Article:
Sebastián Llull y Melis ( San Lorenzo 1930 - Manacor 2007) . | Youtube: Fotos Antiguas de Mallorca

Sebastià Llull i Melis was born in Manacor in 1930. He was to become a stone mason and it was largely due to his labours, such as digging in quarries, that he developed his physique. By the 1950s, Sebastià was able to pack in the day job. He acquired one nickname and then a second - Samson of Sant Llorenç and Samson of the Twentieth Century. Sebastià Llull, according to the Spanish anyway, was the world’s strongest man. He could lift 125 kilos with one hand. He could lift two men holding onto a pole with his teeth. He could drag a truck with those same teeth.

He took on all challengers to his crown, such as the Canaries’ champion, José Rodríguez Franco, ‘El Faro de Maspalomas’. José, the lighthouse, had to admit defeat. His other challengers invariably also admitted defeat or declined the incentive of winning 50,000 pesetas if they could outdo Sebastiá in the toughest challenge of the lot - ‘the rope of death’. Pulled from both ends by spectators, the rope was wrapped round the neck. Sebastià had to wriggle free without using his hands. He admitted that on one occasion that he almost broke his neck.

After he retired, Sebastiá opened a bar in Manacor. Its name was Bar Samson (or Sansón to be accurate). He swapped being a strong man for more genteel and cerebral pursuits. He became a draughts champion and, strange though it may seem, he once took on Boris Spassky at chess. He died in 2006, having remained a Majorcan folk hero.

Sebastià’s feats were greatly celebrated, with his celebrity owing much to the time in which he lived. He therefore had an advantage in staking his claim to Spain’s strongest ever man when compared with someone who had come before him. And that was En Cocou.

Josep Rosselló Ferrer was also a folk hero, although his celebrity doesn’t appear to have spread an awful lot further than villages near to his home of Santa Margalida. He was born in 1812. What he did for a living isn’t clear - a farmer, most likely - but he developed a reputation which, from the anecdotal evidence, suggests he was in the same league as Sebastià Llull.

He apparently received offers to go off and join the circus, but he had no real desire to leave Santa Margalida. Had he done, then possibly he might have acquired something of the celebrity that Sebastià was to. It also just possible that he might have become a model for a twentieth century fictional superhero - Hulk, aka The Incredible Hulk. Josep, when he put his mind and body it, was seemingly capable of making the buttons from his shirt fly off. It would be nice to think that Marvel Comics knew about En Cocou, although it’s pretty doubtful that they did.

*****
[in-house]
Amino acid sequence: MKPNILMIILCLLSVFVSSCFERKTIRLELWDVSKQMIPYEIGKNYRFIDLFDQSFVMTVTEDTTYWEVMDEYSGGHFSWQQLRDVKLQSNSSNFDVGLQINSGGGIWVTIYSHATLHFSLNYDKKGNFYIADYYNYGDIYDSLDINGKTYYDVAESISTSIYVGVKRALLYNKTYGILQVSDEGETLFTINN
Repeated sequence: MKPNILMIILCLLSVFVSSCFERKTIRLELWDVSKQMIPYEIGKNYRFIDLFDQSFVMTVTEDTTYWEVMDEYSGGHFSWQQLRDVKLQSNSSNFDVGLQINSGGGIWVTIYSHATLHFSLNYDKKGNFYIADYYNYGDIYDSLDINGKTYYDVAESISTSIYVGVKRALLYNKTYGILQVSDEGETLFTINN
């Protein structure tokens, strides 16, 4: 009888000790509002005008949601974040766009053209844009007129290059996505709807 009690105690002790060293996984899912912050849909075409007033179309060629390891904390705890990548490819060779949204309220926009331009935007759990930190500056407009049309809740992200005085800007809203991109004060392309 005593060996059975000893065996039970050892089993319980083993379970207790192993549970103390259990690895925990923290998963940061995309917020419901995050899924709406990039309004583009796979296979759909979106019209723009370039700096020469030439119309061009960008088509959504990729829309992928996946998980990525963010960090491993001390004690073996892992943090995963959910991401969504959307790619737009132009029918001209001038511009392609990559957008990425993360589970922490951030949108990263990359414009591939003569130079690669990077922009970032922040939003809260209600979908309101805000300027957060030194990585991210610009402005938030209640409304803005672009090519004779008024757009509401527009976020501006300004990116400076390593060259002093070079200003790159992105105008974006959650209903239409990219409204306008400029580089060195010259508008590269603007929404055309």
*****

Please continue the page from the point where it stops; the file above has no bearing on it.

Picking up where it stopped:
What did his nickname mean? A cocou is a word used for a type of mushroom - ‘Amanita caesarea’, Caesar’s mushroom, or ‘ou de reig’. So perhaps his name came from his skills at looking for and picking mushrooms. Such detail, as with what he did for a living, is lacking. But there are the anecdotes. One of these concerns the torrent of Son Real and an occasion when it was flowing with plenty of water. Josep and his brothers were returning to Santa Margalida from Son Serra.

They had two donkeys loaded with firewood. They and the donkeys had to cross the torrent, so Josep carried the donkeys around his neck.

In Sa Pobla, not far from Santa Margalida, they heard about this strong man, but they doubted that what they heard was true. It would appear that this Sa Pobla disbelief led to a dispute between the two villages. It required settling, and so it was. There was a confrontation next to a torrent with water. Faced with jibes from those from Sa Pobla, Josep stood up and calmly said “since you do not believe what they say about En Cocou, you can always find out by going two by two into the torrent”. Up to twelve men were hurled into the water. They scrambled out the other side and ran off.

Josep wasn’t a man typically prone to violence, though. He was a religious man, of whom it was said that he was “uncontaminated by the vices of the world”. He avoided quarrels. He was described as a “brave man of the world, with a heart of steel and arms of bronze”. He died in 1901 at the age of 88.